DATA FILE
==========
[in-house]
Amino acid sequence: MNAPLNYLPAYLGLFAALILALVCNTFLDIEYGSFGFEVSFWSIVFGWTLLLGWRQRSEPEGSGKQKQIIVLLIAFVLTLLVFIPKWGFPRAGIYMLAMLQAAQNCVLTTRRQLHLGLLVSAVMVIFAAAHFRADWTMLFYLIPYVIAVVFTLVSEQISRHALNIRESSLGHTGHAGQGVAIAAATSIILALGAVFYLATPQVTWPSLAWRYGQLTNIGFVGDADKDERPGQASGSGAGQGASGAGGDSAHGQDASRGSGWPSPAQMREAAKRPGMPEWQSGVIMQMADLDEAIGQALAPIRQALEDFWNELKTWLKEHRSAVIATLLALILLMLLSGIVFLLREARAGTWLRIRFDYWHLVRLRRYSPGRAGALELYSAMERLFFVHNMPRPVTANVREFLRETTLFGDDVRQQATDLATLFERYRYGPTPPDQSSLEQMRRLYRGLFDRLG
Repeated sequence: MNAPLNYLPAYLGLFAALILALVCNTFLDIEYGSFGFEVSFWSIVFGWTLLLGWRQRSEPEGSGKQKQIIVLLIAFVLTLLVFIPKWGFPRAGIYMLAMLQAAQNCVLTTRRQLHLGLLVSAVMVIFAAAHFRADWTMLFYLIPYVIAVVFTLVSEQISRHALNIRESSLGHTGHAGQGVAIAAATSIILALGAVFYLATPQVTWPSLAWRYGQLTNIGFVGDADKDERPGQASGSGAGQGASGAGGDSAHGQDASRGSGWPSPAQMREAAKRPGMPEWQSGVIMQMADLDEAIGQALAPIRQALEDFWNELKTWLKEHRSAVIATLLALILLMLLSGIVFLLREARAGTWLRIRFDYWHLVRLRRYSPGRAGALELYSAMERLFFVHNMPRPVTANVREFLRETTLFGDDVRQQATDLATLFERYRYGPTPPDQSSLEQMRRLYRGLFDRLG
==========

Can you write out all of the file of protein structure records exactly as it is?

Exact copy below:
[in-house]
Amino acid sequence: MNAPLNYLPAYLGLFAALILALVCNTFLDIEYGSFGFEVSFWSIVFGWTLLLGWRQRSEPEGSGKQKQIIVLLIAFVLTLLVFIPKWGFPRAGIYMLAMLQAAQNCVLTTRRQLHLGLLVSAVMVIFAAAHFRADWTMLFYLIPYVIAVVFTLVSEQISRHALNIRESSLGHTGHAGQGVAIAAATSIILALGAVFYLATPQVTWPSLAWRYGQLTNIGFVGDADKDERPGQASGSGAGQGASGAGGDSAHGQDASRGSGWPSPAQMREAAKRPGMPEWQSGVIMQMADLDEAIGQALAPIRQALEDFWNELKTWLKEHRSAVIATLLALILLMLLSGIVFLLREARAGTWLRIRFDYWHLVRLRRYSPGRAGALELYSAMERLFFVHNMPRPVTANVREFLRETTLFGDDVRQQATDLATLFERYRYGPTPPDQSSLEQMRRLYRGLFDRLG
Repeated sequence: MNAPLNYLPAYLGLFAALILALVCNTFLDIEYGSFGFEVSFWSIVFGWTLLLGWRQRSEPEGSGKQKQIIVLLIAFVLTLLVFIPKWGFPRAGIYMLAMLQAAQNCVLTTRRQLHLGLLVSAVMVIFAAAHFRADWTMLFYLIPYVIAVVFTLVSEQISRHALNIRESSLGHTGHAGQGVAIAAATSIILALGAVFYLATPQVTWPSLAWRYGQLTNIGFVGDADKDERPGQASGSGAGQGASGAGGDSAHGQDASRGSGWPSPAQMREAAKRPGMPEWQSGVIMQMADLDEAIGQALAPIRQALEDFWNELKTWLKEHRSAVIATLLALILLMLLSGIVFLLREARAGTWLRIRFDYWHLVRLRRYSPGRAGALELYSAMERLFFVHNMPRPVTANVREFLRETTLFGDDVRQQATDLATLFERYRYGPTPPDQSSLEQMRRLYRGLFDRLG